Christ Feeds and Cares for the Church

Daily Reflection / Produced by The High Calling
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In this same way, husbands ought to love their wives as their own bodies. He who loves his wife loves himself. After all, no one ever hated their own body, but they feed and care for their body, just as Christ does the church—for we are members of his body.

Ephesians 5:28

This section of Ephesians 5 is based on a commonsensical observation: people nourish and take care of their own bodies. Of course, we can think of instances in which this is not true, cases where people have not fed or nurtured their bodies. But Paul is not worrying about the exceptions here. He is making an observation that is almost always true: “No one ever hated their own body, but they feed and care for their body” (5:29).

As we have seen in previous reflections, Paul’s main concern isn’t with actual bodies and how people nourish them. Rather, he is using the general truth about bodily self-care to reveal something significant about Christ. He feeds and cares for the church because “we are members of his body” (5:30).

How does Christ do this? I’m sure we could think of dozens of different ways Christ feeds and cares for his church. He feeds us by giving us his truth in Scripture. He cares for us through the ministry of the Holy Spirit. And so forth and so on. But no matter how true these observations might be, we would do well to remember something we found in the previous chapter of Ephesians. There, in Ephesians 4:15-16, Christ is the source of the church’s growth, as each member of the church does its part to build up the body in love. Earlier in Chapter 4, Christ gives gifts of people to the church who equip each and every member to do the ministry, that is, to join in the building up of the body of Christ.

Now, those of us who are husbands shouldn’t get overly literal in our application of this passage to our marriages. I don’t think this passage means I should find people to give to my wife so they can feed and care for her. Rather, it encourages me to see myself in this role. Sometimes I might even feed my wife literally, even though my cooking skills leave something to be desired. More importantly, I can be a source of spiritual and emotional nutrition for her, as I share my life of faith with her and seek to love her with Christ-like love. I can care for her by paying attention to her needs, by listening to her heart, and by choosing to serve her in imitation of Christ. The example of Christ’s care for the church can teach and encourage me as I seek to love my wife in the way of Christ.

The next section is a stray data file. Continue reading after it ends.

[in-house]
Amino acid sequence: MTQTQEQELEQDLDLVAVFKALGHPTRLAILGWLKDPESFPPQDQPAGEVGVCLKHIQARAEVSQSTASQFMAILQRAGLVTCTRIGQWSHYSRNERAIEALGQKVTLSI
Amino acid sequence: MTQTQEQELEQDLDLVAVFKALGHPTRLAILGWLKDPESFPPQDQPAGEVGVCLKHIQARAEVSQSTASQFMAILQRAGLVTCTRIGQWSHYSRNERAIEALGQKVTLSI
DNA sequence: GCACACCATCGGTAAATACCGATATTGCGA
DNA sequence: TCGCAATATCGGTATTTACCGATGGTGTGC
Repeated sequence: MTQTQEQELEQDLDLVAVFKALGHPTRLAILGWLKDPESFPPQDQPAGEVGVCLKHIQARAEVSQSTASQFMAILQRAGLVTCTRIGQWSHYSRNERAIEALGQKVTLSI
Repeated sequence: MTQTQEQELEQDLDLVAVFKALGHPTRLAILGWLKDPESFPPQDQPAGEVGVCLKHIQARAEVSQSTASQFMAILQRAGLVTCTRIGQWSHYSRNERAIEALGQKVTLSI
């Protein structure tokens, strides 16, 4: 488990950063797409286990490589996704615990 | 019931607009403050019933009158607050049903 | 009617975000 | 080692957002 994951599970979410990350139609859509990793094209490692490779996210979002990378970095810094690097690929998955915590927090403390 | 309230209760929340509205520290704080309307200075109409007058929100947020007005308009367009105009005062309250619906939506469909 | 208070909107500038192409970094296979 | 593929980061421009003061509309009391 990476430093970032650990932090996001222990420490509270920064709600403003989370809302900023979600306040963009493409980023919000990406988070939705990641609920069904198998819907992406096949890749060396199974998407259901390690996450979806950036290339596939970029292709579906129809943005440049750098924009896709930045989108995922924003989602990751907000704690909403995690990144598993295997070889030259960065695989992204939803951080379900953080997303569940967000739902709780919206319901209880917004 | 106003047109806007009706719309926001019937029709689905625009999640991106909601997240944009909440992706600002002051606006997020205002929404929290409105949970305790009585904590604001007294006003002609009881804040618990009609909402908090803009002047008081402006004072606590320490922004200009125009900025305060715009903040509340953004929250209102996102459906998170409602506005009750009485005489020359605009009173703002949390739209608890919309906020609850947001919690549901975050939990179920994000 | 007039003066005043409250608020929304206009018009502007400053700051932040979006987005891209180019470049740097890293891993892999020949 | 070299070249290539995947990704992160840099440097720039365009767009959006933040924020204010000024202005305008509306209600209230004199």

QUESTIONS FOR FURTHER REFLECTION: When you think of Christ’s feeding of and care for the church, what comes to mind? How does Christ feed and care for you? If you are a husband, how do you feed and care for your wife? Are there other ways God might be leading you to feed and care for her?

PRAYER: Lord Jesus Christ, thank you for loving your church as you do. Thank you for feeding us. Thank you for caring for us. Thank you for all the different ways you do these things. Today, I’m reminded to thank you, once again, for those you give to your church to equip all of your people for ministry. Thank you, Lord, for apostles, prophets, evangelists, pastors, and teachers. Thank you for nurturing us through them.

Today, I’m also reminded to pray for husbands, including me, that we might love our wives as we do our own bodies. Help us to feed and care for our wives, so that they might grow to become all you have intended them to be. Amen.


Create Good

It takes work to create good. It takes time and energy and resources and, well, work. Somewhere along the way, you might feel discouraged or worn out or frustrated by the whole thing, so we've asked a few people in The High Calling network to talk to us about creating and cultivating good things. We hope the series, Create Good, inspires you to keep looking up, pressing on, and doing good. We pray you find the inspiration to "not grow weary in doing good." God sees your work. God knows your desire to do good, to create good, to celebrate and cultivate good in the world. God is for you. And so are we.

Featured image by jdukeslee. Used with Permission. Source via Flickr.